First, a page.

Wednesday, September 19, 2012

Monthly Social Communications Round-Up

The King is Dead - or Is He?

It's been said that Web 2.0 is over -that the future is all about cloud computing and mobile. That may be true, but that doesn't mean that social communications is going away. It just means that Silicon Valley and other like places will be less focused on it. And that may mean that now you'll have room to breathe a little while you review your social media tools and processes and settle into something approaching a routine without being distracted by change and more change.

Less Innovation, More Integration

Use the breathing room to integrate your social communications and platforms. And always remember - building an online community means being more interested in the community than you are in tooting your own horn or putting your hand out for a donation.

Along those lines, here are some more posts from this week I found useful to think about.

The Eight Word Mission Statement

In this article by Kevin Starr at the Stanford Social Innovation Review, we learn that the best Mission Statement is short and to the point and why that's necessary.

The NonProfit Facebook Guy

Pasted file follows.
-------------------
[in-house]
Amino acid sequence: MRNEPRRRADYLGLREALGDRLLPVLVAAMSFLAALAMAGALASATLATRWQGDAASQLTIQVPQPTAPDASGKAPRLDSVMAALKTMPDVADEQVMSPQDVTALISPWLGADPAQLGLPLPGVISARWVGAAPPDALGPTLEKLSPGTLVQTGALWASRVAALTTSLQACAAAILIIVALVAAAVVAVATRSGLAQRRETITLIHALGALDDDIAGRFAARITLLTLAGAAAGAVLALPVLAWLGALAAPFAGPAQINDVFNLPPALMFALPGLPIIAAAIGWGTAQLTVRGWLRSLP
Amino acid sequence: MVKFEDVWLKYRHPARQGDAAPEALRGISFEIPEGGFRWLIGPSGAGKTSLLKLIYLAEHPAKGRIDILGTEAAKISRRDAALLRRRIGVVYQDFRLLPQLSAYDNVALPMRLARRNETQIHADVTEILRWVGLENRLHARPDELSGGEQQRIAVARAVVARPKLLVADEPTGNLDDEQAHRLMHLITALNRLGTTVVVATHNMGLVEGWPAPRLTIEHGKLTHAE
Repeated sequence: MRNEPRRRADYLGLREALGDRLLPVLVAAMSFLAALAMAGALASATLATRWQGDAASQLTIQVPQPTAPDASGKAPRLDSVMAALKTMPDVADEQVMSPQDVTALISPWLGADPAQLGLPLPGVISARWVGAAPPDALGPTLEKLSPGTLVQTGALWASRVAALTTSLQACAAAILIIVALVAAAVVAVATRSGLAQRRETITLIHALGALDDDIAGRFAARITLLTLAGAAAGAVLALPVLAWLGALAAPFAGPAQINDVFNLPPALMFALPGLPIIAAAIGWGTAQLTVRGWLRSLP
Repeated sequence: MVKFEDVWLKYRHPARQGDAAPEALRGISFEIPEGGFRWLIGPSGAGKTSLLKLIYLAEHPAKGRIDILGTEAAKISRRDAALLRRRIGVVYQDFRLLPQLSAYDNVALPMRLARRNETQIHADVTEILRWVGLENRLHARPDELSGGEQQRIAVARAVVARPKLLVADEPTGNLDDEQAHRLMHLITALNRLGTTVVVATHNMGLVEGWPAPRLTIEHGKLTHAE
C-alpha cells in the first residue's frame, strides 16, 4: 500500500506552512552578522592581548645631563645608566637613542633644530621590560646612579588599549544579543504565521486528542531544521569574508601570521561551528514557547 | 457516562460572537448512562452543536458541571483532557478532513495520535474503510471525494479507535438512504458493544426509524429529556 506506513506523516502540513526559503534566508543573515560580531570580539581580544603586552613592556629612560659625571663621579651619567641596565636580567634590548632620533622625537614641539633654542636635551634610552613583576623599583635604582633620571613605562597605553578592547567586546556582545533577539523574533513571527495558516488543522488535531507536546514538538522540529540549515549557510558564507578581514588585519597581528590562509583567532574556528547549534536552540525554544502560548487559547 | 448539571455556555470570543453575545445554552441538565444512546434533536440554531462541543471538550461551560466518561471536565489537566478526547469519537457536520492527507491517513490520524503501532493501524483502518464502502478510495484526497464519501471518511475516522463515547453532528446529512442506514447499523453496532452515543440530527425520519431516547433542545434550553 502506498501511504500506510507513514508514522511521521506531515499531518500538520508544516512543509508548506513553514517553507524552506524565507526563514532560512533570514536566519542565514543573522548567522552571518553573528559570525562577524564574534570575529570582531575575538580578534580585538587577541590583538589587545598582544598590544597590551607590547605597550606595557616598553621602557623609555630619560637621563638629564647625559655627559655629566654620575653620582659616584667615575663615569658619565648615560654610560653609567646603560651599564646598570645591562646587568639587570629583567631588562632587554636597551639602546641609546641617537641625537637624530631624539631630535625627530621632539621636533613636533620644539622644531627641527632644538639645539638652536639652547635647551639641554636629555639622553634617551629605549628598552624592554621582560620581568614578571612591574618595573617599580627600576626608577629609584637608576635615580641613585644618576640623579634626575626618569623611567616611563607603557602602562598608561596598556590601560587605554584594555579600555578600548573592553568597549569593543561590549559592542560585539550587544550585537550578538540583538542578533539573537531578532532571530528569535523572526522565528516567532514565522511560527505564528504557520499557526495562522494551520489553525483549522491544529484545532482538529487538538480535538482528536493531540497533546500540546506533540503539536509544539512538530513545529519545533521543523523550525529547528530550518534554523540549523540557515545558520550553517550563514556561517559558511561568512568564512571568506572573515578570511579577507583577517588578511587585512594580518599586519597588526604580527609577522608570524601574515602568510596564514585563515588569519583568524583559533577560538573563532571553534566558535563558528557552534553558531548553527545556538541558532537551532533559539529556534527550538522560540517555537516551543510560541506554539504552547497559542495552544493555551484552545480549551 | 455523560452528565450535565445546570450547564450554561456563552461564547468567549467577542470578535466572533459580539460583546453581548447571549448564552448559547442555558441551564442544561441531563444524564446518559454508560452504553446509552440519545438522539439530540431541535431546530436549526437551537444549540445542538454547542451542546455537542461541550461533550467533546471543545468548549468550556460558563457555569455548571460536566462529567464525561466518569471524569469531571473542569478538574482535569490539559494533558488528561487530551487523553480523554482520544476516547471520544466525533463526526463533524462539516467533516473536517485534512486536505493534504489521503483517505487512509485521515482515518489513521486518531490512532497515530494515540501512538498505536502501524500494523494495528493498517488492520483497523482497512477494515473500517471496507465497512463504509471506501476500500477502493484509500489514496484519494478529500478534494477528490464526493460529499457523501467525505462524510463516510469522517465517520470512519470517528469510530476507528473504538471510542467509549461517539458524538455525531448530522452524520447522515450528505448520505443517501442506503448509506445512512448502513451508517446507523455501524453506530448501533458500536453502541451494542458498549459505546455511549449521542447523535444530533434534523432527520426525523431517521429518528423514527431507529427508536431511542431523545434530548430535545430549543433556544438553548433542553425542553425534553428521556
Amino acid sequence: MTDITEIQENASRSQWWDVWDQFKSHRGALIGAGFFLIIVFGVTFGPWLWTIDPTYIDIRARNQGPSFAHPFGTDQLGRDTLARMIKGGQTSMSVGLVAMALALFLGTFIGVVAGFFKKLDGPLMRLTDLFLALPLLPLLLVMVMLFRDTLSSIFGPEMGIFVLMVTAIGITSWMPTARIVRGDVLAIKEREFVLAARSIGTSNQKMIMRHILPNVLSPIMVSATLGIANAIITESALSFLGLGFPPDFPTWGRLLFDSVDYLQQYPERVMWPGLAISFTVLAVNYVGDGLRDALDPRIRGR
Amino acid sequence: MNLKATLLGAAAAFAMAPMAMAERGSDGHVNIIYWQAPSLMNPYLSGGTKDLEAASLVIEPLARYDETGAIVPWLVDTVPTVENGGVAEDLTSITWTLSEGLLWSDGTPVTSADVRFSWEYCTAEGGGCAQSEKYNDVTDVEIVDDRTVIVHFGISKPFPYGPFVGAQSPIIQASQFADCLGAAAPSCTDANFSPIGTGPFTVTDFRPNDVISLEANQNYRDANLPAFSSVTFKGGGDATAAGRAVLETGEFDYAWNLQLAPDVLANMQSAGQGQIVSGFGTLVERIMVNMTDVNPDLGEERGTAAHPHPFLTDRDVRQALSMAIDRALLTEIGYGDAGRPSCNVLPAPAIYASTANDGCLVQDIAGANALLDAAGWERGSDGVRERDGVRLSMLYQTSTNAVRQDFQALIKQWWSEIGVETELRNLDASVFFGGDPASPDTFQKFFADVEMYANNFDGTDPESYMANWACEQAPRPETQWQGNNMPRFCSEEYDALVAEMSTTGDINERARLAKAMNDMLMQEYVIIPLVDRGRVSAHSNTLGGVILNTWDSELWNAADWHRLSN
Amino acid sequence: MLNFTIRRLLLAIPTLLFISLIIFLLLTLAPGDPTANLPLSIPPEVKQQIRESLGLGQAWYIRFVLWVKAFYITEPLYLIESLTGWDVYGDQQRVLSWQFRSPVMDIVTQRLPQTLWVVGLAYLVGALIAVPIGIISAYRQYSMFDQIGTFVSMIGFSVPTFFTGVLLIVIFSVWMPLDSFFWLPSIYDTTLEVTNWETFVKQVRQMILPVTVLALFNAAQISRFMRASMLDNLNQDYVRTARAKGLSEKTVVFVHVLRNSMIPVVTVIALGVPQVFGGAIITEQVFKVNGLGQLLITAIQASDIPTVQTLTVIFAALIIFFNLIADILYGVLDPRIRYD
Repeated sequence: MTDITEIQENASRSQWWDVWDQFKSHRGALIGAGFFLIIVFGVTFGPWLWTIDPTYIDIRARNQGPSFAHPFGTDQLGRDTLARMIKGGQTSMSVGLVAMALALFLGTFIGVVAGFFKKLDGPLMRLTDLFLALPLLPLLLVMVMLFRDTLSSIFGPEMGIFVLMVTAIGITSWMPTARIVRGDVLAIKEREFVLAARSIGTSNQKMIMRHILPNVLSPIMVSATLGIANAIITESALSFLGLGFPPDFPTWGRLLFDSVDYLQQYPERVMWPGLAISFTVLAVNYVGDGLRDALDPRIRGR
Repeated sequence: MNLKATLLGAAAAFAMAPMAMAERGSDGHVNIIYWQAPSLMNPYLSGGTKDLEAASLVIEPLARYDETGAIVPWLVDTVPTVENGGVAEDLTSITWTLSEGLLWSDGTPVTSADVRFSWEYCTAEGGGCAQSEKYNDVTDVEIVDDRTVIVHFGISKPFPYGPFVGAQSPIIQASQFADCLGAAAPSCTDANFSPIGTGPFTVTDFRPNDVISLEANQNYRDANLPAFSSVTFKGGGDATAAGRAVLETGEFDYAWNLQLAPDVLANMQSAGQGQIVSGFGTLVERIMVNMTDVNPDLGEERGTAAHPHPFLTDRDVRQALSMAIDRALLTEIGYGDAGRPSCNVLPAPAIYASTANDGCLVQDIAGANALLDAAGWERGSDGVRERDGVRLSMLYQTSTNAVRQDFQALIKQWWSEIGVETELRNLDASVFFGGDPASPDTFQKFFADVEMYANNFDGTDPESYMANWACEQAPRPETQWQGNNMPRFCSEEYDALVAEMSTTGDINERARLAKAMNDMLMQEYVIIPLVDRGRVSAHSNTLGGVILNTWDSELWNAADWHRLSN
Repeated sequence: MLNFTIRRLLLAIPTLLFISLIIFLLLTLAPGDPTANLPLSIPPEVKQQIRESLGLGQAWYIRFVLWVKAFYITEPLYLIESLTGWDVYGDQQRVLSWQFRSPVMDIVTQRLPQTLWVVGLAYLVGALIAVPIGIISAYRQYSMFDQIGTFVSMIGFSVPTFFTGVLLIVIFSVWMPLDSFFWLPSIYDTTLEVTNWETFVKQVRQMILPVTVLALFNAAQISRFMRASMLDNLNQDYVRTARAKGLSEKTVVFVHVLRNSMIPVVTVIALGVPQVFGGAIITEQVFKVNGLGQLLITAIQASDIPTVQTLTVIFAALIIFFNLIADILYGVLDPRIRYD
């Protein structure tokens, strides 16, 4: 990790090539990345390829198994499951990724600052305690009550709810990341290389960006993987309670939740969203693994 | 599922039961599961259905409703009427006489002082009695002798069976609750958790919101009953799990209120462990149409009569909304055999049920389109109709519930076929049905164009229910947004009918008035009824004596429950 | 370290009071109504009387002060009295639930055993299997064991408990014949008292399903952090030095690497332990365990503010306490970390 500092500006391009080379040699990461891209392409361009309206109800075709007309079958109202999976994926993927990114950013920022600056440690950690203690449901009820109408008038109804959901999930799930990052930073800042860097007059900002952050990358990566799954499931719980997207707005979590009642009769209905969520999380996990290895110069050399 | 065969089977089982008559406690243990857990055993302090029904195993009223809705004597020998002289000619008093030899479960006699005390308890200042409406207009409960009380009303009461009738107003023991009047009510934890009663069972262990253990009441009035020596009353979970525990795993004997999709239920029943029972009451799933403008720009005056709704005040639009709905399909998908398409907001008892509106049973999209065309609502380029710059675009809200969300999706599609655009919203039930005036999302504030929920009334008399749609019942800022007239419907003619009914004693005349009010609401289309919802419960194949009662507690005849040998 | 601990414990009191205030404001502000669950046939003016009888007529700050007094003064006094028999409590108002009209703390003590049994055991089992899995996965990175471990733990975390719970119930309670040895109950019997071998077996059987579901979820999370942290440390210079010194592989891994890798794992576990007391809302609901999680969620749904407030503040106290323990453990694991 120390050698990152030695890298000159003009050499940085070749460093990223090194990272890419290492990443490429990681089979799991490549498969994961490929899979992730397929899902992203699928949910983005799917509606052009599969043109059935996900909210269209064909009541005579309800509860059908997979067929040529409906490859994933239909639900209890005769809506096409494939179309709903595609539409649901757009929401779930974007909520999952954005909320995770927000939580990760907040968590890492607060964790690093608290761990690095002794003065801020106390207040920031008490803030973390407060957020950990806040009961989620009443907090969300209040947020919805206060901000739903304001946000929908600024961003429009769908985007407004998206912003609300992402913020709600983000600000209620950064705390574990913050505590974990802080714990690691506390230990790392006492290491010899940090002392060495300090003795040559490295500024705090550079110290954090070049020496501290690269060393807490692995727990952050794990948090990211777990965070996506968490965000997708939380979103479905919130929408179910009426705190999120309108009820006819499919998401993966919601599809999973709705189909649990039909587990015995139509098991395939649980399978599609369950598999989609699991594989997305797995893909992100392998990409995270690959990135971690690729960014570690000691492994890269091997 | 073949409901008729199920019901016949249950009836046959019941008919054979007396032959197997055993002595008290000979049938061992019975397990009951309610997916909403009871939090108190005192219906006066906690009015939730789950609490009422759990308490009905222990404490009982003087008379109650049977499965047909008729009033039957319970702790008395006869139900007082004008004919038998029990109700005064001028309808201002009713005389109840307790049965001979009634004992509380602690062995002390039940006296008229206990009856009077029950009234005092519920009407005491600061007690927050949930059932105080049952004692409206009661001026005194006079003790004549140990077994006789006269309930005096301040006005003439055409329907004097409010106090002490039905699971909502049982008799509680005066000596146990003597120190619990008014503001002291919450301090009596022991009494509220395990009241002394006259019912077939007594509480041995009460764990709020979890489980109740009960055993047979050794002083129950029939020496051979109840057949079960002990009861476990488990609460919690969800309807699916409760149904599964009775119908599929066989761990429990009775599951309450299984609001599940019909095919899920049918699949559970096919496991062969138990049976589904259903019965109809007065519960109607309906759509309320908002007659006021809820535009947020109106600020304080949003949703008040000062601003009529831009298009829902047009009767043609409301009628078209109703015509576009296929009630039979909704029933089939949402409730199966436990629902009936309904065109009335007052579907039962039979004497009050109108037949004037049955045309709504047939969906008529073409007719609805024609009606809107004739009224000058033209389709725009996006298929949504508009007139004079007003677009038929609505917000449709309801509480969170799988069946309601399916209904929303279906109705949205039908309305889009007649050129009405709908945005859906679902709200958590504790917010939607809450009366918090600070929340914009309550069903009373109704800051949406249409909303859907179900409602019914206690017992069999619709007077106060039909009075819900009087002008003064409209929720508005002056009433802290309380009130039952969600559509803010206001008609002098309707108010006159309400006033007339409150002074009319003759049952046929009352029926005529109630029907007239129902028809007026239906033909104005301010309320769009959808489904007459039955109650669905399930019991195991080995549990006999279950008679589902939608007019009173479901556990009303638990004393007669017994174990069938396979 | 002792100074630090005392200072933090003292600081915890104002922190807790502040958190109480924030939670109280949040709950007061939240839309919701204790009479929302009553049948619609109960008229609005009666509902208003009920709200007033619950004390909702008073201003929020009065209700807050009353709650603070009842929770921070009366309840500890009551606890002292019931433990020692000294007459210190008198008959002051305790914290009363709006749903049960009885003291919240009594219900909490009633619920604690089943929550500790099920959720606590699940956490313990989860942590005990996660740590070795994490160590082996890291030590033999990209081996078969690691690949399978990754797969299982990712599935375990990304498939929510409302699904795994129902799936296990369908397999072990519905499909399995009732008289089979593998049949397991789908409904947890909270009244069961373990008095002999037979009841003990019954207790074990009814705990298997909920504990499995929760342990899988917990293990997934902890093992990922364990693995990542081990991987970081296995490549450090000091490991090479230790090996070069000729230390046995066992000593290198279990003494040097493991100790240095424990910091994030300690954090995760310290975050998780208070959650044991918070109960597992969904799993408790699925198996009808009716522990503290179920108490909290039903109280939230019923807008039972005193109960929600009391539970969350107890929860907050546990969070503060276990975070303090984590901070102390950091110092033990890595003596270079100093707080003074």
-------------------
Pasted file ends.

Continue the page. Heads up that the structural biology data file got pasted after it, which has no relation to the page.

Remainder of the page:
We get two good posts from him - one about taking advantage of Facebook Ads to work some birthday magic for your community, and one about using photo tagging to help with data gathering.  You may not be an ichthyologist, but you might be able to think of a way photo tagging could help your mission.

26 Tips for Integrating Social Media Activities

Here, from Debbie Hemley posting at Social Media Examiner is a good list of ways to integrate your social media activities and get your various forms of social communication working together for you. Notice that at least a couple of them refer to mobile. The article is oriented towards business, but don't let recent warnings about not being taken over by the business mindset keep you from mining this list for helpful nuggets for your small nonprofit.

Dark History of Community Thinking

This piece is strictly extra-credit.

When you're dealing with what seems like overwhelming need, do you ever wonder what might be accomplished if your nonprofit tackled the roots of a problem rather than the results? A long time ago, the Rockefeller Foundation and others tried this approach. NPQ describes their efforts in Philanthropy's War on Community, where it went wrong, and how it continues to go wrong.

By The Way

I have donated to several Kickstarter projects in the last couple of months. If you haven't checked out this online fundraising tool, you might want to give it a look. There are other, similar tools for fundraising, but this one, for creative projects, is the model for success.

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